Roberts-Smith ordered to pay publishers’ legal costs

Ben Roberts-Smith agrees to pay costs in failed defamation case

Former soldier Ben Roberts-Smith has been ordered to pay the legal costs of media outlets following a failed defamation action over allegations he committed war crimes.

The Federal Court ruled in June that articles published by Nine newspapers and The Canberra Times alleging Roberts-Smith’s involvement in four murders while deployed in Afghanistan were substantially true.

He has not been criminally charged and has since appealed the decision.

On Tuesday, he was ordered by the court to pay the outlets’ legal costs, assessed on an indemnity basis and dating back to August 2018, for the long-running defamation trial that took 110 days to hear.

Justice Anthony Besanko accepted the publishers’ argument that Roberts-Smith should pay indemnity costs from the start of the legal proceedings because he knew some of the papers’ allegations were true.

“The applicant knew what had occurred at W108, Darwan and Chinartu,” Justice Besanko stated in his reasons.

“He knew that that would be sufficient to establish the substantial truth of the most serious imputations and … to lead to the dismissal of the proceedings he brought.”

Roberts-Smith had previously agreed he should pay the publishers’ legal fees on an indemnity basis only from March 2020, and on a standard party-party basis before that.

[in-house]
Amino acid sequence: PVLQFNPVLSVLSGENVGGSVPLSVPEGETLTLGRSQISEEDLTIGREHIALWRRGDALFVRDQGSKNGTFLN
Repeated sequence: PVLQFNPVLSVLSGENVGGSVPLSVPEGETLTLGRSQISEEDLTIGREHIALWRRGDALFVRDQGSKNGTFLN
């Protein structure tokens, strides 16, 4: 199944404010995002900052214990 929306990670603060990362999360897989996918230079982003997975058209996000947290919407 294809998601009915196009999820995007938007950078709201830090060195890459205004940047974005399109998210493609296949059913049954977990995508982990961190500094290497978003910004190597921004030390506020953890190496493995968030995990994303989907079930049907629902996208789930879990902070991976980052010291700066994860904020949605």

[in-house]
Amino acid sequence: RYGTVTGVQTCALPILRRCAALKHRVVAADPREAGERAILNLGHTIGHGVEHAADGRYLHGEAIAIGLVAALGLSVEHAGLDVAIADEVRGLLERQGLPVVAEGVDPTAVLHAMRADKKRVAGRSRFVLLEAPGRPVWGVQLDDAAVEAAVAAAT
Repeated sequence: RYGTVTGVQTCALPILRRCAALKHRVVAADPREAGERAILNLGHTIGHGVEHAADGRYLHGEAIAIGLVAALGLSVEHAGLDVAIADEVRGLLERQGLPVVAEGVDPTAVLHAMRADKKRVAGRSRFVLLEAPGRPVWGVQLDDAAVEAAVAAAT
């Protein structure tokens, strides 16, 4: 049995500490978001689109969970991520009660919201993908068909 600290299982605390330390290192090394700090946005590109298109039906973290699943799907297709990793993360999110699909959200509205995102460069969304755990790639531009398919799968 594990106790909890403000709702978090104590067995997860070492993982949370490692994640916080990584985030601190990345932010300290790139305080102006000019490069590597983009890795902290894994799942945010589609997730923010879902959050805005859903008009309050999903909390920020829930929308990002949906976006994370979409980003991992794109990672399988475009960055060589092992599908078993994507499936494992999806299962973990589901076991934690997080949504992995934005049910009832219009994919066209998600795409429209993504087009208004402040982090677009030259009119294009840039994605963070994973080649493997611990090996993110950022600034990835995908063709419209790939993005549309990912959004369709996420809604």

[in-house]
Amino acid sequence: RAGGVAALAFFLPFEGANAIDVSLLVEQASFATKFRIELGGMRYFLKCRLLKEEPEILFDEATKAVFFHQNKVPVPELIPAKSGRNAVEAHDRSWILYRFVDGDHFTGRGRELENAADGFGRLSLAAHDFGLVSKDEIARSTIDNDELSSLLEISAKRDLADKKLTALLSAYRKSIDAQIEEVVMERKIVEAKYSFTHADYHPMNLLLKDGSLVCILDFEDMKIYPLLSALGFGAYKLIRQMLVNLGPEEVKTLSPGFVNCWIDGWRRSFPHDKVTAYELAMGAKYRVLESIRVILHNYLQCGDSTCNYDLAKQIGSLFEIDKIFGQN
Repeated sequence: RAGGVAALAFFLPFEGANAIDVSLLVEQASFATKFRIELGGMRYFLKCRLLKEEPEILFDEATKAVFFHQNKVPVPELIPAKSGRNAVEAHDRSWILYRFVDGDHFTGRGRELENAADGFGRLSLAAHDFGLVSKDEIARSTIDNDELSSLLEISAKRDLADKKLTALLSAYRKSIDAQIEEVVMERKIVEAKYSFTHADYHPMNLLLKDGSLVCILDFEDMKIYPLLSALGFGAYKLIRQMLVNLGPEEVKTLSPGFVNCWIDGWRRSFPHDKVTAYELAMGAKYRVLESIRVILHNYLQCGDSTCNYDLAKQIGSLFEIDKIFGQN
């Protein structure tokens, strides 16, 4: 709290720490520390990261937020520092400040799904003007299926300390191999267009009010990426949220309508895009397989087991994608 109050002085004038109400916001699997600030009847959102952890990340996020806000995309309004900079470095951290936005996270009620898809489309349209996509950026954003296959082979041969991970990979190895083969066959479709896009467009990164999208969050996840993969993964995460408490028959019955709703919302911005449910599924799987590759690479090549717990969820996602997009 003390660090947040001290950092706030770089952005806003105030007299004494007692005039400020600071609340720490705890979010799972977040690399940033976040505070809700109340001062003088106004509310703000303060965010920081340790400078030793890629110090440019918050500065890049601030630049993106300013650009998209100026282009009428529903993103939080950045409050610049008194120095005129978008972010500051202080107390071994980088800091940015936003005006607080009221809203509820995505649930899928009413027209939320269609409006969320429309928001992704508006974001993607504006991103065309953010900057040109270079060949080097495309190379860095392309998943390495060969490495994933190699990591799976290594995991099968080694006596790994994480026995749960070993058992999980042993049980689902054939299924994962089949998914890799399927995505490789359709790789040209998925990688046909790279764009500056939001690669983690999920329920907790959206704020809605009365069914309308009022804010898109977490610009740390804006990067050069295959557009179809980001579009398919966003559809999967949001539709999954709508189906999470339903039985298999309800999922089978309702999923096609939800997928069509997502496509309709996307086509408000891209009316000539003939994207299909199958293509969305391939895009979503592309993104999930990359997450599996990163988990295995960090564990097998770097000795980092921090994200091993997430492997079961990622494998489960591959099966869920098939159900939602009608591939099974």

Indemnity costs are those beyond what the court would normally impose, generally allowing the applicant to recoup a larger proportion of their legal fees.

Estimates have pegged the cost for the opposing parties at more than $25 million.

Roberts-Smith was also ordered to pay the costs of the publishers for two interlocutory applications they made to inspect documents, which were both dismissed.

Nine-owned titles The Sydney Morning Herald and The Age, as well as The Canberra Times, reported allegations the SAS soldier was involved in the murders of four unarmed prisoners.

The publishers’ barrister, Nicholas Owens SC told the court earlier this year that Roberts-Smith sued his clients to conceal the truth and would have succeeded had the newspapers failed to prove their claims.

“It must be the case, inevitably and necessarily, that the applicant commenced these proceedings and continued these proceedings knowing those imputations sued upon were in fact true,” he said.


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